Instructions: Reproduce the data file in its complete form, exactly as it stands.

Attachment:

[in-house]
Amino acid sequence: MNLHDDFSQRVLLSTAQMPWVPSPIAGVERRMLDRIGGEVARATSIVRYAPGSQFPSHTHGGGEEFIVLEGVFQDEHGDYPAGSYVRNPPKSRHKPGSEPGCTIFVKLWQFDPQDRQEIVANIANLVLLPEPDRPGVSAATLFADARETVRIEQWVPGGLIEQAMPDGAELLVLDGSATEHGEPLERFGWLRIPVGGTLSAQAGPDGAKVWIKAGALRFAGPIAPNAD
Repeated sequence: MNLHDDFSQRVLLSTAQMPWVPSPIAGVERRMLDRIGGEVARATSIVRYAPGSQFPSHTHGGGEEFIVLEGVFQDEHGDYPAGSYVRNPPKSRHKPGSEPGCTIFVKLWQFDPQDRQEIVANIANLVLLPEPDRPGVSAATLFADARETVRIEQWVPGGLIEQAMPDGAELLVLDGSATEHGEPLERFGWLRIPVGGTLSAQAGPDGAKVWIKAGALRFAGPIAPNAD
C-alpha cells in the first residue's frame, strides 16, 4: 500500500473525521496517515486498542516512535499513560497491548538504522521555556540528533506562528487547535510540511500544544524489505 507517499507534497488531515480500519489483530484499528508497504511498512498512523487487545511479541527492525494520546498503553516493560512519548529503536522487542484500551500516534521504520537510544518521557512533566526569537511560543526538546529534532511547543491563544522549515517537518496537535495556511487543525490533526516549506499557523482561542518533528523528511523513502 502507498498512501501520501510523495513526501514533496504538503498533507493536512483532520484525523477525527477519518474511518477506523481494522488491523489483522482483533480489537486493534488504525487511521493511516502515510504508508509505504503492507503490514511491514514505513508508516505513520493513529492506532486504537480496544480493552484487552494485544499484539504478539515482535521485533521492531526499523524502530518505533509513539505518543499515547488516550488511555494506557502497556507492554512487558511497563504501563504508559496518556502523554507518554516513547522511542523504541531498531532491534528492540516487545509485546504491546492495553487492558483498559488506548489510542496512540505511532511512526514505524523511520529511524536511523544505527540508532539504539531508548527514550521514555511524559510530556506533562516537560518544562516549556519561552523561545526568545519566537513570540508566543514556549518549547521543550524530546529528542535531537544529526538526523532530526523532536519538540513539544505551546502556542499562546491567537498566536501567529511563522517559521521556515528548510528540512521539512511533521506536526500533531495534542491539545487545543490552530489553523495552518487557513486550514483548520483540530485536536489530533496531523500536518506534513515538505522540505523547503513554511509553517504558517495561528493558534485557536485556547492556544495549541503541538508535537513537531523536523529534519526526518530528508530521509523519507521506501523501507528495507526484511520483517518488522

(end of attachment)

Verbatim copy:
[in-house]
Amino acid sequence: MNLHDDFSQRVLLSTAQMPWVPSPIAGVERRMLDRIGGEVARATSIVRYAPGSQFPSHTHGGGEEFIVLEGVFQDEHGDYPAGSYVRNPPKSRHKPGSEPGCTIFVKLWQFDPQDRQEIVANIANLVLLPEPDRPGVSAATLFADARETVRIEQWVPGGLIEQAMPDGAELLVLDGSATEHGEPLERFGWLRIPVGGTLSAQAGPDGAKVWIKAGALRFAGPIAPNAD
Repeated sequence: MNLHDDFSQRVLLSTAQMPWVPSPIAGVERRMLDRIGGEVARATSIVRYAPGSQFPSHTHGGGEEFIVLEGVFQDEHGDYPAGSYVRNPPKSRHKPGSEPGCTIFVKLWQFDPQDRQEIVANIANLVLLPEPDRPGVSAATLFADARETVRIEQWVPGGLIEQAMPDGAELLVLDGSATEHGEPLERFGWLRIPVGGTLSAQAGPDGAKVWIKAGALRFAGPIAPNAD
C-alpha cells in the first residue's frame, strides 16, 4: 500500500473525521496517515486498542516512535499513560497491548538504522521555556540528533506562528487547535510540511500544544524489505 507517499507534497488531515480500519489483530484499528508497504511498512498512523487487545511479541527492525494520546498503553516493560512519548529503536522487542484500551500516534521504520537510544518521557512533566526569537511560543526538546529534532511547543491563544522549515517537518496537535495556511487543525490533526516549506499557523482561542518533528523528511523513502 502507498498512501501520501510523495513526501514533496504538503498533507493536512483532520484525523477525527477519518474511518477506523481494522488491523489483522482483533480489537486493534488504525487511521493511516502515510504508508509505504503492507503490514511491514514505513508508516505513520493513529492506532486504537480496544480493552484487552494485544499484539504478539515482535521485533521492531526499523524502530518505533509513539505518543499515547488516550488511555494506557502497556507492554512487558511497563504501563504508559496518556502523554507518554516513547522511542523504541531498531532491534528492540516487545509485546504491546492495553487492558483498559488506548489510542496512540505511532511512526514505524523511520529511524536511523544505527540508532539504539531508548527514550521514555511524559510530556506533562516537560518544562516549556519561552523561545526568545519566537513570540508566543514556549518549547521543550524530546529528542535531537544529526538526523532530526523532536519538540513539544505551546502556542499562546491567537498566536501567529511563522517559521521556515528548510528540512521539512511533521506536526500533531495534542491539545487545543490552530489553523495552518487557513486550514483548520483540530485536536489530533496531523500536518506534513515538505522540505523547503513554511509553517504558517495561528493558534485557536485556547492556544495549541503541538508535537513537531523536523529534519526526518530528508530521509523519507521506501523501507528495507526484511520483517518488522